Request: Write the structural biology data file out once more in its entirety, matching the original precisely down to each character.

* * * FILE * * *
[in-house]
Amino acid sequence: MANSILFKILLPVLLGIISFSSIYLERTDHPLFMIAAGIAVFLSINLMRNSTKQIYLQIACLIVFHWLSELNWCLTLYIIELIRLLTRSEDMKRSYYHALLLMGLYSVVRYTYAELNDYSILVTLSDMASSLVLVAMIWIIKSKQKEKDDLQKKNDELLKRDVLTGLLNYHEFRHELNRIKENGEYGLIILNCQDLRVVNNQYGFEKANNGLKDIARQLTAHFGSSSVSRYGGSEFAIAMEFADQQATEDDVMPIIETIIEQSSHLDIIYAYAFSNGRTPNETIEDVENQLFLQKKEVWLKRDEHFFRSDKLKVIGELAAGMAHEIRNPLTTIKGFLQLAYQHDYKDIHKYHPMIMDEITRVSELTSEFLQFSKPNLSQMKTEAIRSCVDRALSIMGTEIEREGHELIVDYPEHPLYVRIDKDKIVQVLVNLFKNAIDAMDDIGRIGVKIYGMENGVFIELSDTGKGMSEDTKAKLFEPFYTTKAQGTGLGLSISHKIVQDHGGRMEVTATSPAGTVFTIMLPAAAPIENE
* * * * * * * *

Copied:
[in-house]
Amino acid sequence: MANSILFKILLPVLLGIISFSSIYLERTDHPLFMIAAGIAVFLSINLMRNSTKQIYLQIACLIVFHWLSELNWCLTLYIIELIRLLTRSEDMKRSYYHALLLMGLYSVVRYTYAELNDYSILVTLSDMASSLVLVAMIWIIKSKQKEKDDLQKKNDELLKRDVLTGLLNYHEFRHELNRIKENGEYGLIILNCQDLRVVNNQYGFEKANNGLKDIARQLTAHFGSSSVSRYGGSEFAIAMEFADQQATEDDVMPIIETIIEQSSHLDIIYAYAFSNGRTPNETIEDVENQLFLQKKEVWLKRDEHFFRSDKLKVIGELAAGMAHEIRNPLTTIKGFLQLAYQHDYKDIHKYHPMIMDEITRVSELTSEFLQFSKPNLSQMKTEAIRSCVDRALSIMGTEIEREGHELIVDYPEHPLYVRIDKDKIVQVLVNLFKNAIDAMDDIGRIGVKIYGMENGVFIELSDTGKGMSEDTKAKLFEPFYTTKAQGTGLGLSISHKIVQDHGGRMEVTATSPAGTVFTIMLPAAAPIENE